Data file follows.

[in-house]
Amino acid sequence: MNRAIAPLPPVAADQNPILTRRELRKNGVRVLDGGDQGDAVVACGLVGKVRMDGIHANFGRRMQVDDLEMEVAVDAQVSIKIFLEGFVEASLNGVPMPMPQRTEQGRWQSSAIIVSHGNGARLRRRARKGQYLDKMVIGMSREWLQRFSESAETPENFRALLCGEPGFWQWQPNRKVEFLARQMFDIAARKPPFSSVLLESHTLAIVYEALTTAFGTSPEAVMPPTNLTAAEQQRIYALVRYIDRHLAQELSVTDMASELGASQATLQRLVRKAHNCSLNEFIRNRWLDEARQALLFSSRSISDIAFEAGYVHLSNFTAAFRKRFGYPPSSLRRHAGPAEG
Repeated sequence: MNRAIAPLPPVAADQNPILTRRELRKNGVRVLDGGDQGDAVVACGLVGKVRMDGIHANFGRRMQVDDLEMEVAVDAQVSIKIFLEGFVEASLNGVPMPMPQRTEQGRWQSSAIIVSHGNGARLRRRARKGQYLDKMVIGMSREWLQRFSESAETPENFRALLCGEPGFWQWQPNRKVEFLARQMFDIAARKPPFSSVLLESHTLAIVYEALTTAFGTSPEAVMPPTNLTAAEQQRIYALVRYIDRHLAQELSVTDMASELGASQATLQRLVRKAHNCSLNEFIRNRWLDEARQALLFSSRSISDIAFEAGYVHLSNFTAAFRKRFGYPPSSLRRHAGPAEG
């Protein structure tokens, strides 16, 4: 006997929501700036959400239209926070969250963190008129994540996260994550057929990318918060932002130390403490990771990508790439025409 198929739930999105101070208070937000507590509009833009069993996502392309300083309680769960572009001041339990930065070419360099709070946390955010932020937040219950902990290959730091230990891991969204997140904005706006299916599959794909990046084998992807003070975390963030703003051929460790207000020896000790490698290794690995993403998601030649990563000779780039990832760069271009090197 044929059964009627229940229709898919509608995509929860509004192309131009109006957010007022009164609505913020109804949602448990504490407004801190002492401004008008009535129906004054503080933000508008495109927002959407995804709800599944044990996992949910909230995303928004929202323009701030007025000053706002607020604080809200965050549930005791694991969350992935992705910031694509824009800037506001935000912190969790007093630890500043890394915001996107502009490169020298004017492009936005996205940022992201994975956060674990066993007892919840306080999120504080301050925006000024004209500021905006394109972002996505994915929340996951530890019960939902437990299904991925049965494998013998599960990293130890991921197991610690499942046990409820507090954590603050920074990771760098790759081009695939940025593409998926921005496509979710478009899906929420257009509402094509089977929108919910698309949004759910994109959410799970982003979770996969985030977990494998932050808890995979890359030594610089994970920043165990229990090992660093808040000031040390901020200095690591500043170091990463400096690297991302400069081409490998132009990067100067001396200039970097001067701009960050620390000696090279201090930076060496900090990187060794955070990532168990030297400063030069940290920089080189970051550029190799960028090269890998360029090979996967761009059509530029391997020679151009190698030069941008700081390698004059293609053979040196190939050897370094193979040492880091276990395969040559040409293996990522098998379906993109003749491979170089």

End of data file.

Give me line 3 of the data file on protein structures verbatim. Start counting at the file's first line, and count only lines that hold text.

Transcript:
Repeated sequence: MNRAIAPLPPVAADQNPILTRRELRKNGVRVLDGGDQGDAVVACGLVGKVRMDGIHANFGRRMQVDDLEMEVAVDAQVSIKIFLEGFVEASLNGVPMPMPQRTEQGRWQSSAIIVSHGNGARLRRRARKGQYLDKMVIGMSREWLQRFSESAETPENFRALLCGEPGFWQWQPNRKVEFLARQMFDIAARKPPFSSVLLESHTLAIVYEALTTAFGTSPEAVMPPTNLTAAEQQRIYALVRYIDRHLAQELSVTDMASELGASQATLQRLVRKAHNCSLNEFIRNRWLDEARQALLFSSRSISDIAFEAGYVHLSNFTAAFRKRFGYPPSSLRRHAGPAEG